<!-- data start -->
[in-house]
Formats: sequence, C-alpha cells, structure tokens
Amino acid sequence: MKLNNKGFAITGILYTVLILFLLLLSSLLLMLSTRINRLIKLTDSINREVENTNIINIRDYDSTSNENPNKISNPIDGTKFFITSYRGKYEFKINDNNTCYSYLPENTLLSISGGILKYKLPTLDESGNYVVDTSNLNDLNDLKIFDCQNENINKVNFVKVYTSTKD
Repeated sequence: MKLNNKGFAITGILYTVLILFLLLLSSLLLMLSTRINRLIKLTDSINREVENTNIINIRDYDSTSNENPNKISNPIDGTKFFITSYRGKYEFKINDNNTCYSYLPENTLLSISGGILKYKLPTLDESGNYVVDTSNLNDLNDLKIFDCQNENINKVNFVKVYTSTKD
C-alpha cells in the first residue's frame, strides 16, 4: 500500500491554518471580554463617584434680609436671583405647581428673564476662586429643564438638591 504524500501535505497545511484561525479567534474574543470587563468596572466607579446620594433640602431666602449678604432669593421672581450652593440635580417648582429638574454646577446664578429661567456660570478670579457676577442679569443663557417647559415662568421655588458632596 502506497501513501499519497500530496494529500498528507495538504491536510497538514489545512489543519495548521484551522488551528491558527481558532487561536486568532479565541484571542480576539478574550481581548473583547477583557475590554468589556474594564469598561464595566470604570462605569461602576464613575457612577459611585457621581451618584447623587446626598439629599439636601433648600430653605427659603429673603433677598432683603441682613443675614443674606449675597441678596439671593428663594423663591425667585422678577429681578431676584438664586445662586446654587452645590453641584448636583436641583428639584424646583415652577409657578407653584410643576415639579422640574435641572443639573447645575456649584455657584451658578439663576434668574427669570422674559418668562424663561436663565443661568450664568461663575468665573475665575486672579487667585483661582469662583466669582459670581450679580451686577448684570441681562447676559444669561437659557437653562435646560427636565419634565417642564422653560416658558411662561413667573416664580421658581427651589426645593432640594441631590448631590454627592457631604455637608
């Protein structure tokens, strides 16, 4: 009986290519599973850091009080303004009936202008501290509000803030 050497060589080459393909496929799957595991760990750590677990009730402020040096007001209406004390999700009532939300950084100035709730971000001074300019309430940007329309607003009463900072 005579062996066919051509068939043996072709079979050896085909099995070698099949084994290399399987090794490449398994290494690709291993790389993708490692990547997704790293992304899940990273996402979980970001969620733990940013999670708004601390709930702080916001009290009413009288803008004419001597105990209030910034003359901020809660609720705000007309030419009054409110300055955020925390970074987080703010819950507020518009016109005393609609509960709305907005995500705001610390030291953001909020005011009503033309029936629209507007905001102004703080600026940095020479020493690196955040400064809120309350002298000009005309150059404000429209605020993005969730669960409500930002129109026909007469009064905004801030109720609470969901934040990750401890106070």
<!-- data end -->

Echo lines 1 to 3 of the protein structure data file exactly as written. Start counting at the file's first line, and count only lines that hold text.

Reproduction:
[in-house]
Formats: sequence, C-alpha cells, structure tokens
Amino acid sequence: MKLNNKGFAITGILYTVLILFLLLLSSLLLMLSTRINRLIKLTDSINREVENTNIINIRDYDSTSNENPNKISNPIDGTKFFITSYRGKYEFKINDNNTCYSYLPENTLLSISGGILKYKLPTLDESGNYVVDTSNLNDLNDLKIFDCQNENINKVNFVKVYTSTKD